Apple, Samsung Patent Trial Set to Kick Off in US, Billions at Stake

Apple, Samsung
A man holds a Samsung S II (R) and Samsung Ace (L) smartphones next to an Apple iPhone 4 in Houten in this photo illustration August 24, 2011.

Jury selection is due to begin on Monday in the United States in a high stakes patent battle between Apple Inc (AAPL.O) and Samsung Electronics Co Ltd (005930.KS), the culmination of over a year of pretrial jousting with billions of dollars in the balance.

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A man holds a Samsung S II (R) and Samsung Ace (L) smartphones next to an Apple iPhone 4 in Houten in this photo illustration August 24, 2011.

Apple and Samsung, the world's largest consumer electronics corporations, are waging legal war around the world, accusing each other of patent violations as they vie for supremacy in a fast-growing market for mobile devices.

The fight began last year when Apple sued Samsung in a San Jose, California federal court, accusing the South Korean company of slavishly copying the iPhone and iPad. Samsung countersued.

The stakes are high, with Samsung facing potential U.S. sales bans of its Galaxy smartphones and tablet computers, and Apple in a pivotal test of its worldwide patent litigation strategy.

Apple will try to use Samsung documents to show its rival knowingly violated the iPhone maker's intellectual property rights, while Samsung argues Apple is trying to stifle competition to maintain "exorbitant" profit, according to court filings.

A 10-member jury will hear evidence over at least four weeks, and it must reach a unanimous decision for Apple or Samsung to prevail on any of their claims.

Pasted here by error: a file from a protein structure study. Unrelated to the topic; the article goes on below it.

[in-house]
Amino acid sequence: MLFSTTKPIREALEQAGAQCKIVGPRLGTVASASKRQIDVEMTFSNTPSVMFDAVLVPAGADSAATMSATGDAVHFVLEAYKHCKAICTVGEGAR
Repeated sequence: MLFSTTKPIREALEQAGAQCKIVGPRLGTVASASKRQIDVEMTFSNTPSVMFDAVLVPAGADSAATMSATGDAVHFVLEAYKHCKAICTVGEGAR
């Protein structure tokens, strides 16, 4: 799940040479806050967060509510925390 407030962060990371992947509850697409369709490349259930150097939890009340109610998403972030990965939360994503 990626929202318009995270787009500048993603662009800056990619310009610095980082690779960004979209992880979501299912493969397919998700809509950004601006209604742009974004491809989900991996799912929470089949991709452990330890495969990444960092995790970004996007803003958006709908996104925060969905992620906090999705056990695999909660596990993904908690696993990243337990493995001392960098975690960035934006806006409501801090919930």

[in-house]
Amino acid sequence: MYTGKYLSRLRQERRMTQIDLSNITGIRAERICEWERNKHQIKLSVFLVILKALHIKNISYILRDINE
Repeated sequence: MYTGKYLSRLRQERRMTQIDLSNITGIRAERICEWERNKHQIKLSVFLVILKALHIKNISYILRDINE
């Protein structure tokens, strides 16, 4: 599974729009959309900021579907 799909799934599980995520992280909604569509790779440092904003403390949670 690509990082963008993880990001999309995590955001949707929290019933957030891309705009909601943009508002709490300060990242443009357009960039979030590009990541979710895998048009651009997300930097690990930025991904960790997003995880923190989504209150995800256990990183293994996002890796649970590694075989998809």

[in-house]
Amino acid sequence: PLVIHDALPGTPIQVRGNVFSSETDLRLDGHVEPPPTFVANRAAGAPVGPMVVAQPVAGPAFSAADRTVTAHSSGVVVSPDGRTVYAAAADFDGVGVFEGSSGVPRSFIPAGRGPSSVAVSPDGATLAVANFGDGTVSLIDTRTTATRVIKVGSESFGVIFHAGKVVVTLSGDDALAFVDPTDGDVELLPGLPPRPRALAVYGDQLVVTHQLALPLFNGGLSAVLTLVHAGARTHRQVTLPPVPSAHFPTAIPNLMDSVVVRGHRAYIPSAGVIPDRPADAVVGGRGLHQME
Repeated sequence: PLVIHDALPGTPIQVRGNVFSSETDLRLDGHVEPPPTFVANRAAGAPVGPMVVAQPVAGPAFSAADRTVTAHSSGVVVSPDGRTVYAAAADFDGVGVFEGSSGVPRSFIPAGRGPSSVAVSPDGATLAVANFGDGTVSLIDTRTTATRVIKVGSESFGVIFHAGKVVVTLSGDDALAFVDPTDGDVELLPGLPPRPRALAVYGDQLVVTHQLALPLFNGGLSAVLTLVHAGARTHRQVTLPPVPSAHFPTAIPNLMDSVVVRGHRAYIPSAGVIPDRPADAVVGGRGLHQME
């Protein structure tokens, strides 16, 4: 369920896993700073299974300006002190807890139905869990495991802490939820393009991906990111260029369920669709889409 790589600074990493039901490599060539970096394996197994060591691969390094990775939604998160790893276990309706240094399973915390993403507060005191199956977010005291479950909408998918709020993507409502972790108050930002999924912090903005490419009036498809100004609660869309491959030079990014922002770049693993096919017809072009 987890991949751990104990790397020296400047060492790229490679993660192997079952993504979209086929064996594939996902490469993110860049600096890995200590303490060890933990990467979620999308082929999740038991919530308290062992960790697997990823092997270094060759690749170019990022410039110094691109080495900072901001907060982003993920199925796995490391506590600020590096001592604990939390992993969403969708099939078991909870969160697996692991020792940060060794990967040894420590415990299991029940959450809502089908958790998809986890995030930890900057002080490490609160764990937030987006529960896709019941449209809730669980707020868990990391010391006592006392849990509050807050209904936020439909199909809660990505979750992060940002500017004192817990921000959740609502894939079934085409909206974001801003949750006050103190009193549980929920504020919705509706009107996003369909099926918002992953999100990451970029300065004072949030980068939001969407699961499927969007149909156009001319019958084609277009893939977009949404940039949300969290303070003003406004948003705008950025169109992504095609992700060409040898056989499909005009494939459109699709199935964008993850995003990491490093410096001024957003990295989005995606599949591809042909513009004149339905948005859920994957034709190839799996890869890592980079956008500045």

That the jurors will hail from Silicon Valley, where Apple is an icon and major employer, will be something for Samsung to consider during the jury selection, said James Dobson, a jury consultant with Empirical Creative.

"Although certainly if I were Samsung I would be concerned about what prospective jurors think about Apple, given that it's a huge employer there," Dobson said, "by and large jurors want to do the right thing and decide the case on the merits."

It has been tough going so far for Samsung in the case. U.S. District Judge Lucy Koh halted U.S. sales of the Galaxy Tab 10.1, giving Apple a significant early win. This was followed by a pretrial ban on the Galaxy Nexus phone. Samsung has appealed both orders.

The trial is expected to last at least four weeks.

The case in U.S. District Court, Northern District of California, is Apple Inc v. Samsung Electronics Co Ltd et al, No. 11-1846.

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